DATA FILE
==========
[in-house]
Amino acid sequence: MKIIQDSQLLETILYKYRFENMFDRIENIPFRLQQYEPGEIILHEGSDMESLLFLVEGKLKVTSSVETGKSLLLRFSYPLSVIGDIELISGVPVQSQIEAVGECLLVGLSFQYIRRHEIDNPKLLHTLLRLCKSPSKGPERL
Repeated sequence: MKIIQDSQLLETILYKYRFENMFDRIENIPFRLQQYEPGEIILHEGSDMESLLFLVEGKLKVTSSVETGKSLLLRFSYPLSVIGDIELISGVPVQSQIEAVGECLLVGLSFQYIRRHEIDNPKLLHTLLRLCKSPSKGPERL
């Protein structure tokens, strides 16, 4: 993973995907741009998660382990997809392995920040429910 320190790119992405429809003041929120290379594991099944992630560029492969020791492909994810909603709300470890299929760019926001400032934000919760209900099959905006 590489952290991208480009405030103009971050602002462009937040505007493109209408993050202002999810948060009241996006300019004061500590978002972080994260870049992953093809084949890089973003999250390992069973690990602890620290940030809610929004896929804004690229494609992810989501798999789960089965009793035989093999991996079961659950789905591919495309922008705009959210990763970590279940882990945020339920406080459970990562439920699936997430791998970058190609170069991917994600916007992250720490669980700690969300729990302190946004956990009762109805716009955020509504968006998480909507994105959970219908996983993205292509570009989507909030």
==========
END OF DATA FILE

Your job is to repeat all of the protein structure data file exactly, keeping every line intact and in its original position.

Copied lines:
[in-house]
Amino acid sequence: MKIIQDSQLLETILYKYRFENMFDRIENIPFRLQQYEPGEIILHEGSDMESLLFLVEGKLKVTSSVETGKSLLLRFSYPLSVIGDIELISGVPVQSQIEAVGECLLVGLSFQYIRRHEIDNPKLLHTLLRLCKSPSKGPERL
Repeated sequence: MKIIQDSQLLETILYKYRFENMFDRIENIPFRLQQYEPGEIILHEGSDMESLLFLVEGKLKVTSSVETGKSLLLRFSYPLSVIGDIELISGVPVQSQIEAVGECLLVGLSFQYIRRHEIDNPKLLHTLLRLCKSPSKGPERL
């Protein structure tokens, strides 16, 4: 993973995907741009998660382990997809392995920040429910 320190790119992405429809003041929120290379594991099944992630560029492969020791492909994810909603709300470890299929760019926001400032934000919760209900099959905006 590489952290991208480009405030103009971050602002462009937040505007493109209408993050202002999810948060009241996006300019004061500590978002972080994260870049992953093809084949890089973003999250390992069973690990602890620290940030809610929004896929804004690229494609992810989501798999789960089965009793035989093999991996079961659950789905591919495309922008705009959210990763970590279940882990945020339920406080459970990562439920699936997430791998970058190609170069991917994600916007992250720490669980700690969300729990302190946004956990009762109805716009955020509504968006998480909507994105959970219908996983993205292509570009989507909030």